Good morning, we are going to continue our journey through history meets reality TV with Turn Back Time: The Family. This would be a good series to show to a family and consumer education class. The first episode explores the Edwardian period and the families are going to live the lives of their ancestors. A row of terraced houses was transformed into family homes that belonged to the early 1900s. Three families were chosen to live in the houses. They will learn about 100 years of family history.
The Taylor family is from Norfolk. They are a family of six and are a busy family. The second family is the Meadows family and they are a self-made family. It is a family of four. They run a polo school is excited to do something as a family outside of polo. The last family is the Goldings and they are a family of five. For them, family is about equality. At the start of the show, the families will be given a guidebook with the rules they will have to follow.
The family was something to expire in the early 1900s. One house was the typical upper-middle-class family, the second house was for a middle-class family and the last house belongs to a working-class family. Which house will the families be assigned to? The answer surprises them and the viewer. The house assignments are based on what the family ancestors lived as. The Taylors are confident that there was no millionaire ancestor in their family.
The families meet with their guides and the guides reveal which houses each family will live in. The Taylors are assigned to the upper-middle-class home. The Goldings are assigned to the middle-class home while the Meadows are assigned to the working-class home. The Taylor meets the staff that will assist them through their journey. They will have five servants in the home. The Taylors are shocked at their good luck, believing that there was no money in the family. So who made the family money? Juliette the guide explains who made the money, and Mr. Taylor’s ancestor owned a cotton mill.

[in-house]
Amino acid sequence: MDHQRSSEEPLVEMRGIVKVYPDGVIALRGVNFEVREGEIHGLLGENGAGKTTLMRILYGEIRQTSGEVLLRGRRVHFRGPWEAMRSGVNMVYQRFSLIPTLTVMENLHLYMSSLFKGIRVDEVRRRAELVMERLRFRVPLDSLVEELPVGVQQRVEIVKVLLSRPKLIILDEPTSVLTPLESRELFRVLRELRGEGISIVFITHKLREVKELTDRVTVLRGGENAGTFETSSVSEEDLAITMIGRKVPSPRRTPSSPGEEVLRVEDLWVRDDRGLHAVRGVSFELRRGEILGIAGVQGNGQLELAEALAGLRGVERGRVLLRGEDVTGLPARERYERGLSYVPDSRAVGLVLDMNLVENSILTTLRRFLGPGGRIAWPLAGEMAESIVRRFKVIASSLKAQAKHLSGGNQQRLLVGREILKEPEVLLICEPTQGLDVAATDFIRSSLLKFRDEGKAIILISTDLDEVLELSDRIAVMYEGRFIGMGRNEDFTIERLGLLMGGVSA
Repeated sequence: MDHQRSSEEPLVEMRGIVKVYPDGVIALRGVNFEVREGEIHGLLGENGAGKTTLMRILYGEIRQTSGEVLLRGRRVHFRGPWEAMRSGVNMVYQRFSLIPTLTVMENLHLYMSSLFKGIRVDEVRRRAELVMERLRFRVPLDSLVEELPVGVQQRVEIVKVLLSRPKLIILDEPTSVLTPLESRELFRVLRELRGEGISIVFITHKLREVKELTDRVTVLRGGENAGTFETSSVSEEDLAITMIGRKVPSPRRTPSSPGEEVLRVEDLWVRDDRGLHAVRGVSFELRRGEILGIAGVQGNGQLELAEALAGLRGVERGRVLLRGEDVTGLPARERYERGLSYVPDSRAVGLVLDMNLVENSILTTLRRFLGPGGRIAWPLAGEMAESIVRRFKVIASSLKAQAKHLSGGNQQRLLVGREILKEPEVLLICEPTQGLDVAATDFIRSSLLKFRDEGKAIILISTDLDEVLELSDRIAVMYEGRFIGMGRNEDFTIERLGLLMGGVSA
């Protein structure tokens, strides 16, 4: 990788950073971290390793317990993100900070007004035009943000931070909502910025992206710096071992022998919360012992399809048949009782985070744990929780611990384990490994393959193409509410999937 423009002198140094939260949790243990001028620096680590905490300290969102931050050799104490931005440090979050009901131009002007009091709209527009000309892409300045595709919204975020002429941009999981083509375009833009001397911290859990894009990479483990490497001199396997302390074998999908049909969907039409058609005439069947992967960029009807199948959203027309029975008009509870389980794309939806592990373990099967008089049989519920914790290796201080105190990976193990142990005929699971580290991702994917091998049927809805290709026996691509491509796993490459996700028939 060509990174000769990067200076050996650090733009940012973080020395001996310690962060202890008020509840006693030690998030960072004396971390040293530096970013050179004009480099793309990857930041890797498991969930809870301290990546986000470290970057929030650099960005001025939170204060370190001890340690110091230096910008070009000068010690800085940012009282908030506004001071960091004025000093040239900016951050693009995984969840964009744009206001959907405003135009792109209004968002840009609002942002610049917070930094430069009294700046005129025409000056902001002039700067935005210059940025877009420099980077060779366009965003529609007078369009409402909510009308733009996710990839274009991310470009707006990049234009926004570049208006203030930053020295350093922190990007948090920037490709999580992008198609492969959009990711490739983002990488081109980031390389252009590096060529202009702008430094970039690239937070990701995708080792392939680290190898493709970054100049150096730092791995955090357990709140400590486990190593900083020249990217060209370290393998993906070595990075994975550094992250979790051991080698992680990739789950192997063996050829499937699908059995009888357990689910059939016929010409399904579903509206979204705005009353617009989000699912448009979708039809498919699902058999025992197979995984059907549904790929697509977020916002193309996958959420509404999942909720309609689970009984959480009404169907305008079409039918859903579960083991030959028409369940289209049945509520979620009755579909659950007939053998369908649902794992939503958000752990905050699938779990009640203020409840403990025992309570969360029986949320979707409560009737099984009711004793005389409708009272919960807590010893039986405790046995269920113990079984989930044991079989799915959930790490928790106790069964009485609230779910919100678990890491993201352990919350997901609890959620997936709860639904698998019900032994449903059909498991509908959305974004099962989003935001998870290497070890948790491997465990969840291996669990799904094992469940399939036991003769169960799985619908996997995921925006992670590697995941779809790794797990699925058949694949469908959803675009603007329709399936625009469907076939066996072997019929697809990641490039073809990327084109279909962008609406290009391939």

The Meadows will have a tougher challenge in the working-class home. They will live in two rooms and the four will have to share a bedroom. They will have to use a chamber pot or a privy. It was a shock for the family. Joe, the third guide, helps explain why the Meadows ended up in the working-class home. Mr. Meadow’s grandfather was a general laborer. Mr. Meadows will have to look for work to make money. The oldest daughter will work as a scullery maid in the big house.
The Goldings will live in a middle-class home. It is modest with seven rooms. They will have running water and the latest cooking range. Susan, one of the guides, explains why the Goldings live in a middle-class home. Mr. Golding’s ancestor was a tailor who immigrated from Russia. This ancestor prospered from the start. So Mr. Golding would have had a white color job.
The families will shed their clothes and dress in period costumes. They settle in for the night. So how will the families cope with their roles? What will the families learn about their ancestors? How will the children adjust? Tune into this episode to find out how the families will cope with their life.
This would be a good series to show during a history class and home economics or family and consumer education class. It is a good summary of the evolution of the family over one hundred years.
Suzannah Lipscomb explores the hidden killers of the Edwardian home. Queen Victoria died and it was the dawn of a new century. The modern age was ushered during this time. New ideas started to flourish during this period.